The Architecture of Health: An Architectural Response to an Epidemic
Saturday, February 2, 2:00pm
La Cañada Flintridge Public Library
Historian Ann Scheid will discuss how sleeping porches became a desirable feature of many dwellings and how architects such as Charles & Henry Greene, Myron Hunt, Gordon Kaufmann and Frederick Roehrig responded to the tuberculosis epidemic in a region where the climate drew many health-seekers.
At the turn of the 20th century tuberculosis accounted for approximately one in five adult deaths, affecting every part of society. The main treatment available was living and sleeping out of doors. It was believed that a strong constitution, developed by a vigorous outdoor life, was the best way to cure and prevent tuberculosis. Patients visited sanitariums where they slept on “cure porches” and were encouraged to exercise vigorously. Schools and other institutions were also redesigned to foster the outdoor life.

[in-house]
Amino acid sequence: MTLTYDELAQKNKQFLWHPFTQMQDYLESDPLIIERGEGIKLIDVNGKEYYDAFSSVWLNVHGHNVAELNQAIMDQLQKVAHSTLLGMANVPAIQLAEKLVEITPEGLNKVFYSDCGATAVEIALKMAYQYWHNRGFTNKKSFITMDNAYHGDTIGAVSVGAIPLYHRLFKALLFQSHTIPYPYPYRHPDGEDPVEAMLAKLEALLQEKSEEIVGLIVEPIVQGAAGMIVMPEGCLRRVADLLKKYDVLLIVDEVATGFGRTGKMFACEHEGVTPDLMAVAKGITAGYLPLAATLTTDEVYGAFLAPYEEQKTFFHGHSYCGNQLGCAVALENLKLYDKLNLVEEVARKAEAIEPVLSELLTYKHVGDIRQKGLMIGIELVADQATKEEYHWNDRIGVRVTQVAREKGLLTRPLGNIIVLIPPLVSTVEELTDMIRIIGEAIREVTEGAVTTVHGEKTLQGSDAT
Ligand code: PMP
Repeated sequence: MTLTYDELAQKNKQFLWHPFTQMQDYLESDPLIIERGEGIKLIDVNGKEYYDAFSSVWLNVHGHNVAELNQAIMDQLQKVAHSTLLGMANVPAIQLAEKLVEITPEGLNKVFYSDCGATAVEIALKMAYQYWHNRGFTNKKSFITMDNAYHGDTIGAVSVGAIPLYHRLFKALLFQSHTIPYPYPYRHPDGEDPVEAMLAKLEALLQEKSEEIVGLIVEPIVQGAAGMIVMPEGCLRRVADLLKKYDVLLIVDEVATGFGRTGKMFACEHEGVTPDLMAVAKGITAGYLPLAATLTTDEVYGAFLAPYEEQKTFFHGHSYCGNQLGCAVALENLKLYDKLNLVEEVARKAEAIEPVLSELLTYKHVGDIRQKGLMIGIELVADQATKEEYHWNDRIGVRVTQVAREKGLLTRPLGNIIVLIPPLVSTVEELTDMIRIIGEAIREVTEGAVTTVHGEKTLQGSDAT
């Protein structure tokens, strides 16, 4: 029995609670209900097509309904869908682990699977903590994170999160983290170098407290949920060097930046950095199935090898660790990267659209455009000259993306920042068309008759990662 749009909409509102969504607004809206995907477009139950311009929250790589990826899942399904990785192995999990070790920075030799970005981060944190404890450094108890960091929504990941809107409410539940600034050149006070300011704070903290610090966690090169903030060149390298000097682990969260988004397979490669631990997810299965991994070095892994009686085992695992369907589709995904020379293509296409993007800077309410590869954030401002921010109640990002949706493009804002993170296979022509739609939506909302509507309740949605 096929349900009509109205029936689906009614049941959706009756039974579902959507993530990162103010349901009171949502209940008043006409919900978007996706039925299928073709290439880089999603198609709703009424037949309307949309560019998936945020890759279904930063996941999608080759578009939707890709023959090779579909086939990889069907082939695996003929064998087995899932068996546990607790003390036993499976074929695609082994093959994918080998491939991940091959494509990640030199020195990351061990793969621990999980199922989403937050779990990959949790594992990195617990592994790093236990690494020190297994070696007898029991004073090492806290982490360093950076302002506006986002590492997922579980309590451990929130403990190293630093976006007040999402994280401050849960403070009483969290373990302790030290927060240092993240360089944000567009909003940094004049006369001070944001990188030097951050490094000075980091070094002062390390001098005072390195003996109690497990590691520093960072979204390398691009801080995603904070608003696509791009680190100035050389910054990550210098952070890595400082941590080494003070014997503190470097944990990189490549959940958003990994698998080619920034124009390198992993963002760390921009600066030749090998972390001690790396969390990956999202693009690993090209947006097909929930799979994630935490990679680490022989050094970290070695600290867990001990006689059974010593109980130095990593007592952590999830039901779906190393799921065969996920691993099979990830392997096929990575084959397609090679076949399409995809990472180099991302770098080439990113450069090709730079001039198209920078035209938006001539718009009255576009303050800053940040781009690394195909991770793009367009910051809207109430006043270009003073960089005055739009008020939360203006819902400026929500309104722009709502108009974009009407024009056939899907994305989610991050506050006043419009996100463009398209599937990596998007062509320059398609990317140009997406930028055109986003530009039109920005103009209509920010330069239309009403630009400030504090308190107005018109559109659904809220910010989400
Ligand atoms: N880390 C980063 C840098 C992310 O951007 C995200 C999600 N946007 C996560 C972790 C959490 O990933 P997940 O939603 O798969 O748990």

ANN SCHEID is a member of the Gamble House staff and heads the Greene & Greene Archives at the Huntington Library.